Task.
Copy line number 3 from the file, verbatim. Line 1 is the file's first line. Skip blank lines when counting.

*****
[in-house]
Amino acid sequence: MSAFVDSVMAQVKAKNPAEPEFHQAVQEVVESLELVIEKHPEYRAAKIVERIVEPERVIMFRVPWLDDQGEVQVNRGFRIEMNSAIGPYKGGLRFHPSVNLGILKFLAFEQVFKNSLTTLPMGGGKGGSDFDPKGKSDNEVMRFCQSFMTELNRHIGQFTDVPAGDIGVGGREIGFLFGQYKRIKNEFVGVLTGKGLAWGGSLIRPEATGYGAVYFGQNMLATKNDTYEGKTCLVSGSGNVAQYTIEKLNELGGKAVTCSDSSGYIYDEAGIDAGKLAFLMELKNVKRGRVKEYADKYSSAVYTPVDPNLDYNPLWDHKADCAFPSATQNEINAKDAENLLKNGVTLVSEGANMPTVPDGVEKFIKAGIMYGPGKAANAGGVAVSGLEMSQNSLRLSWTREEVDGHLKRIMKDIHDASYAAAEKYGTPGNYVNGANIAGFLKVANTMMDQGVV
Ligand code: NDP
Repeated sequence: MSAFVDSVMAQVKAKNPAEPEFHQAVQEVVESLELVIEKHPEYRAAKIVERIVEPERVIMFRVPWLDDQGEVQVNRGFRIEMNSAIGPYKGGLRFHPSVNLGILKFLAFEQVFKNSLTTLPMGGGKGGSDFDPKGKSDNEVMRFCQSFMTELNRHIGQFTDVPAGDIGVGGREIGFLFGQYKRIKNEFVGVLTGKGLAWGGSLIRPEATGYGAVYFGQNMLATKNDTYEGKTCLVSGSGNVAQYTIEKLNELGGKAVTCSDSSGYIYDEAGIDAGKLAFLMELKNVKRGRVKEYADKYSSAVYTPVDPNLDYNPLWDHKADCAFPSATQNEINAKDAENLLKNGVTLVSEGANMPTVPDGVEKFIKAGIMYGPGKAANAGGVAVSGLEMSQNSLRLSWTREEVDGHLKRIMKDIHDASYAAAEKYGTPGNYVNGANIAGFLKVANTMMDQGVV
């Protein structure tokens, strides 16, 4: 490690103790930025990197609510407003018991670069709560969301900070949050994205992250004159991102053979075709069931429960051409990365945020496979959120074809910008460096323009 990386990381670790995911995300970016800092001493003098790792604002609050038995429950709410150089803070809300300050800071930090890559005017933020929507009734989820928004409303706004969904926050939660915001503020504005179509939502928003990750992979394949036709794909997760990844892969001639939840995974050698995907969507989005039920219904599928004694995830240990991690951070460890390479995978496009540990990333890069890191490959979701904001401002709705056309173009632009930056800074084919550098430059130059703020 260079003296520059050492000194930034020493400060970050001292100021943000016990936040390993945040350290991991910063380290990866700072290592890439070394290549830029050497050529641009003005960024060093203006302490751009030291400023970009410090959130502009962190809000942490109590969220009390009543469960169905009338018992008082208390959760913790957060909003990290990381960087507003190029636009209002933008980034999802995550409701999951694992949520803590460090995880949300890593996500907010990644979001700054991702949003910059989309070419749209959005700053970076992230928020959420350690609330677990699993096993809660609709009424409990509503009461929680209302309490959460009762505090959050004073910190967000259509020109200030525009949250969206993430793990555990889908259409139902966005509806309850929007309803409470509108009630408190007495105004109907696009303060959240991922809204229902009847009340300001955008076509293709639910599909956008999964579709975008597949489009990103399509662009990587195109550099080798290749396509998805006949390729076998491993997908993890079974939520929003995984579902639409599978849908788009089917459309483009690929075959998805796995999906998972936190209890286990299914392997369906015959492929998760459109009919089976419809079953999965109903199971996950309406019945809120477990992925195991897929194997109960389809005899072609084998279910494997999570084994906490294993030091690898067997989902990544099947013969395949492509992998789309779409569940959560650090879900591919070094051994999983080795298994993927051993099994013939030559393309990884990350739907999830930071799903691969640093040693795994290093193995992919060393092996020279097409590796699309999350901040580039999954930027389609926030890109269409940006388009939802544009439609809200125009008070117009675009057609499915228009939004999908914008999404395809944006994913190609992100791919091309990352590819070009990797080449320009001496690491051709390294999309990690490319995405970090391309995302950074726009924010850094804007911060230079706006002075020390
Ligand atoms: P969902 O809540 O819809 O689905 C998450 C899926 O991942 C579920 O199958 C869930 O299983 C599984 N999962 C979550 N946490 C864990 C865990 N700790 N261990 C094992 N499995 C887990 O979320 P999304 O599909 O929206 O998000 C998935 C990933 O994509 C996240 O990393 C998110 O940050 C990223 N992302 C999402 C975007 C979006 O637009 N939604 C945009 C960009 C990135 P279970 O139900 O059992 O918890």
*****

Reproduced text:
Ligand code: NDP